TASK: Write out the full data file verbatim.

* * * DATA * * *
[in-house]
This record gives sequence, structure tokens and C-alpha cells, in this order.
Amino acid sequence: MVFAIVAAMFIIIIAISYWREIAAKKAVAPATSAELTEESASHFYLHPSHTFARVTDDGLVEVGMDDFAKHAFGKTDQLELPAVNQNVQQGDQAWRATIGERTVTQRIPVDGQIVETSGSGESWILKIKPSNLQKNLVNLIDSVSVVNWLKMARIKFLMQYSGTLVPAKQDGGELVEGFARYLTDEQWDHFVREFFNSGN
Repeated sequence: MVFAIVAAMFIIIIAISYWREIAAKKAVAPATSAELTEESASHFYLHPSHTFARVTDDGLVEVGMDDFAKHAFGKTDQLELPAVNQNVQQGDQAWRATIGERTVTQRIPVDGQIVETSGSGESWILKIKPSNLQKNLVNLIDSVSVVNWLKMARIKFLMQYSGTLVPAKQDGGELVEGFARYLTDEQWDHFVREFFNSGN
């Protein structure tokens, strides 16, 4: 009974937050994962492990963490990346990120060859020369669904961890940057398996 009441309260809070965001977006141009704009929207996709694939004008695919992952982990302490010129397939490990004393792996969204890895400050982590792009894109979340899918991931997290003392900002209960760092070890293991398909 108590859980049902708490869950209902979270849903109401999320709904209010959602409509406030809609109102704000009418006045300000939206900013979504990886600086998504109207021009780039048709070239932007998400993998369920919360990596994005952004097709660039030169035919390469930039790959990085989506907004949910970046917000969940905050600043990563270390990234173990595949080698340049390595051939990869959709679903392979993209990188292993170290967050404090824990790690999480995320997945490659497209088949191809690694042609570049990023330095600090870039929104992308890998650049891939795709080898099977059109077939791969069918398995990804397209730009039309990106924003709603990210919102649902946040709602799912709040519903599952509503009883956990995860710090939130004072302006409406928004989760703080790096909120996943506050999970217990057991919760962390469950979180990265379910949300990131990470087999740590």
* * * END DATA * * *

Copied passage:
[in-house]
This record gives sequence, structure tokens and C-alpha cells, in this order.
Amino acid sequence: MVFAIVAAMFIIIIAISYWREIAAKKAVAPATSAELTEESASHFYLHPSHTFARVTDDGLVEVGMDDFAKHAFGKTDQLELPAVNQNVQQGDQAWRATIGERTVTQRIPVDGQIVETSGSGESWILKIKPSNLQKNLVNLIDSVSVVNWLKMARIKFLMQYSGTLVPAKQDGGELVEGFARYLTDEQWDHFVREFFNSGN
Repeated sequence: MVFAIVAAMFIIIIAISYWREIAAKKAVAPATSAELTEESASHFYLHPSHTFARVTDDGLVEVGMDDFAKHAFGKTDQLELPAVNQNVQQGDQAWRATIGERTVTQRIPVDGQIVETSGSGESWILKIKPSNLQKNLVNLIDSVSVVNWLKMARIKFLMQYSGTLVPAKQDGGELVEGFARYLTDEQWDHFVREFFNSGN
């Protein structure tokens, strides 16, 4: 009974937050994962492990963490990346990120060859020369669904961890940057398996 009441309260809070965001977006141009704009929207996709694939004008695919992952982990302490010129397939490990004393792996969204890895400050982590792009894109979340899918991931997290003392900002209960760092070890293991398909 108590859980049902708490869950209902979270849903109401999320709904209010959602409509406030809609109102704000009418006045300000939206900013979504990886600086998504109207021009780039048709070239932007998400993998369920919360990596994005952004097709660039030169035919390469930039790959990085989506907004949910970046917000969940905050600043990563270390990234173990595949080698340049390595051939990869959709679903392979993209990188292993170290967050404090824990790690999480995320997945490659497209088949191809690694042609570049990023330095600090870039929104992308890998650049891939795709080898099977059109077939791969069918398995990804397209730009039309990106924003709603990210919102649902946040709602799912709040519903599952509503009883956990995860710090939130004072302006409406928004989760703080790096909120996943506050999970217990057991919760962390469950979180990265379910949300990131990470087999740590």